Photo by Carolyn Fortuna/CleanTechnica

Actually, EVs Don’t Catch On Fire As Frequently As Gas-Powered Cars Do

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The media is full of stories about EVs that catch on fire. Actually, research doesn’t support that claim. In fact, data demonstrates that EVs are much less likely to burst into flames than internal combustion engine (ICE) vehicles.

It’s just that, at this moment in time, it’s not very sexy to write articles that say, “Another gas-powered SUV explodes on highway” or “Your sedan is a fire hazard, waiting to happen” or “Beware the insidious scourge of everyday cars that catch on fire.”

Often, rushes to judgment about EV battery fires arise from isolated cases. The primary fear expressed is that EV batteries will explode during an accident, impact, or extreme weather conditions and erupt into fire, which might require several different approaches to extinguish.

Most EVs count on lithium-ion batteries to power them. A lithium battery stack includes two electrodes, a separator, and a cathode. These components are all soaked in a liquid electrolyte. During charging/discharging, the lithium moves back and forth between the electrodes.

The IIHS says it never had an EV catch fire or had an EV thermal runaway as a consequence of crash testing. Yet media stories all too often depict technology involving EV batteries as unsafe. If a battery is punctured or damaged, the generated heat can damage adjacent cells and cause a chain reaction, which is known as “thermal runaway.” NREL researcher Anudeep Mallarapu explains the process that batteries undergo for safety assurance, so that thermal runaways are much more rare than the media describes:

“Developing models for battery-powered vehicles is complicated: Besides mechanical and thermal response, we also consider complex chemical reactions, high voltage implications, as well as varied length scales and response times for the different physical phenomena.”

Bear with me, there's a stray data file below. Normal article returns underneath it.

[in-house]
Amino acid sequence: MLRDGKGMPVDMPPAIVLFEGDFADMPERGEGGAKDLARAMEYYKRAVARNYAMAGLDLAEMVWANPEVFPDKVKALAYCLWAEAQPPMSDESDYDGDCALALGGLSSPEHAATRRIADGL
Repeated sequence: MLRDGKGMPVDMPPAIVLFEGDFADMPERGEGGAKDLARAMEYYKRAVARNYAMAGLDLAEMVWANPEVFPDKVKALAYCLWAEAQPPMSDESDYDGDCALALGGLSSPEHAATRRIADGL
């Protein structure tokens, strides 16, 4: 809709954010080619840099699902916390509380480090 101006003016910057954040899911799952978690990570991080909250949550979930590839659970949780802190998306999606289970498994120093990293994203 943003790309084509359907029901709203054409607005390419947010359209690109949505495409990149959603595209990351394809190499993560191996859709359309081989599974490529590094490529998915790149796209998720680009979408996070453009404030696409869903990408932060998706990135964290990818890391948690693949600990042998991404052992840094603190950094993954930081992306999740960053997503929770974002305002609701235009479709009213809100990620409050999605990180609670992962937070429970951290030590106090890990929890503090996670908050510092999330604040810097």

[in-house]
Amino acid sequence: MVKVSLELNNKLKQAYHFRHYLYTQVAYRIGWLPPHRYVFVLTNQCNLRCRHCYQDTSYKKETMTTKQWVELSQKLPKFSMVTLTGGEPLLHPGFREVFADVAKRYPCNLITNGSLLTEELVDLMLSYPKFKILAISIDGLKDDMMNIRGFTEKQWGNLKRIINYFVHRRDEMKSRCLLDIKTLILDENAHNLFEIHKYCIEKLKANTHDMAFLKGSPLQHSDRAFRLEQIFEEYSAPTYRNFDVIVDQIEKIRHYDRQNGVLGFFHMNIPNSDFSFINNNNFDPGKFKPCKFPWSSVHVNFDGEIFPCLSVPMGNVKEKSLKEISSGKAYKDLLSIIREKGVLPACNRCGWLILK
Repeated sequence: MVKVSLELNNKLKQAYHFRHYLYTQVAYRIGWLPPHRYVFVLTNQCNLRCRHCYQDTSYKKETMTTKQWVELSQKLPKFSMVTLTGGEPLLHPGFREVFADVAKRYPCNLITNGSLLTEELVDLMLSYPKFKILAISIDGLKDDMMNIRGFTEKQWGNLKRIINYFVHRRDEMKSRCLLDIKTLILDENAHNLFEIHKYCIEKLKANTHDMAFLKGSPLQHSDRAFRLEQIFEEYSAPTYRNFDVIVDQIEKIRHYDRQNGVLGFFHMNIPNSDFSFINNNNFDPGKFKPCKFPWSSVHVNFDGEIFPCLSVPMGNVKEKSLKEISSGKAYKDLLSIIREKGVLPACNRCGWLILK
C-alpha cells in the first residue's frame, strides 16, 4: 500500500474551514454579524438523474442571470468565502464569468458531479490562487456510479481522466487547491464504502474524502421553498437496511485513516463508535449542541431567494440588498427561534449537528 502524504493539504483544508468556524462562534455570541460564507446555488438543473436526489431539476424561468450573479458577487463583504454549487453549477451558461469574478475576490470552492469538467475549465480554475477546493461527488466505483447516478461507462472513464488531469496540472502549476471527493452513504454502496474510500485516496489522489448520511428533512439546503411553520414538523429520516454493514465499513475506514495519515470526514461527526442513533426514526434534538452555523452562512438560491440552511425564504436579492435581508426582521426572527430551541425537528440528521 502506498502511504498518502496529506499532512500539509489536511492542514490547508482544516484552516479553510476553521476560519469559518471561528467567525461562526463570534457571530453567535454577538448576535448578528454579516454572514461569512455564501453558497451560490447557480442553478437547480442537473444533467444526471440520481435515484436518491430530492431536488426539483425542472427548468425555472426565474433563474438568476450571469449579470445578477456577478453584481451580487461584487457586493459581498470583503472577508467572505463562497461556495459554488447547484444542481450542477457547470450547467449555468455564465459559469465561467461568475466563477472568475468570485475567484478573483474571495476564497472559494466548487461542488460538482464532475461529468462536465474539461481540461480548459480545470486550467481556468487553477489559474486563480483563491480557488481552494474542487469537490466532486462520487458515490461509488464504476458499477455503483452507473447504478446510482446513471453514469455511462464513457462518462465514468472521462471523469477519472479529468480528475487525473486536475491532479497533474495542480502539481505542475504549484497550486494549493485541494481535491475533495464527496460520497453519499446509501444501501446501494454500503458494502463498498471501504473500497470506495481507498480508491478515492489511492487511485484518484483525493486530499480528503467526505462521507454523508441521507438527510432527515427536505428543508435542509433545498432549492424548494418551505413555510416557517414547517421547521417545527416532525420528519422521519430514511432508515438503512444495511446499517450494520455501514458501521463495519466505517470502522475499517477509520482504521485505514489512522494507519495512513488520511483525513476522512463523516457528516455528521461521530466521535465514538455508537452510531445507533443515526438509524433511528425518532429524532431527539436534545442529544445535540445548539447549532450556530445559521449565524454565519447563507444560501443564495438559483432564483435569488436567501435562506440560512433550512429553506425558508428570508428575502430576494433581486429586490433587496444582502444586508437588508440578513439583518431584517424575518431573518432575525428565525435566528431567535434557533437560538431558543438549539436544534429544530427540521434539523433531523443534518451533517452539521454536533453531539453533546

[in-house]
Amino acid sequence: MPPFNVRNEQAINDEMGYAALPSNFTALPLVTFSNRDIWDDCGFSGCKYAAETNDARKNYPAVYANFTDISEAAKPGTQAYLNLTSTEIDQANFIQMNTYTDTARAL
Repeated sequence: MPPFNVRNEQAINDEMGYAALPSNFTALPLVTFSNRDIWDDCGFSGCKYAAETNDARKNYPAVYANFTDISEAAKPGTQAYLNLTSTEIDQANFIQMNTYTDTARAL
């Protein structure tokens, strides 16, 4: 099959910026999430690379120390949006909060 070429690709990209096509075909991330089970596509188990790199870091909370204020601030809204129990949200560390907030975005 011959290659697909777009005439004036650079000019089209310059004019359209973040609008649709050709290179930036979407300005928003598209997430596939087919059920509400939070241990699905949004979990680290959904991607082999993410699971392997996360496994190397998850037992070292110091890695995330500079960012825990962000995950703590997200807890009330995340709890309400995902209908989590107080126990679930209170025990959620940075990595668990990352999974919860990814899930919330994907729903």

A report from AutoinsuranceEX outlines how EVs exhibited 61 times fewer fires per 100,000 sales than ICE vehicles. The authors explain that every year, car fires cause over a billion dollars of property damage losses and kill hundreds of people. Hybrid vehicles have the most vehicle fires, followed by gas, and then electric vehicles.

As our intrepid editor, Zachary Shahan, wrote, “Conventional gasoline-fueled cars are filled with and powered by an extremely combustible liquid. (It’s not called an ‘internal combustion engine’ for nothing — the problem is when that internal combustion becomes external combustion.)” The Federal Transportation Safety Board and the Bureau of Traffic Statistics say that gas cars cause 3837.17 times more fires than EVs.

“The overall arching takeaway (from the data) is that the rate of fires happening is less for EVs than petrol or diesel cars, and quite substantially,” James Edmondson, research director at IDTechEx, told Forbes.

EVs at Risk? Or Not? What’s Being Done to Solve the Few Problems?

What should everyone know about battery packs? They are:

  • encased in sealed shells;
  • tested for conditions such as overcharge, vibration, extreme temperatures, short circuit, humidity, fire, collision, and water immersion;
  • designed to shut down the electrical system when a collision or short circuit occurs;
  • placed widely within the frame along the bottom of the vehicle;
  • have a lower center of gravity than conventional vehicles;
  • are more stable than ICE vehicles and less likely to roll over;
  • unlikely to be damaged except in extreme crash conditions; and,
  • can only be damaged if the EV’s steel frame itself is damaged.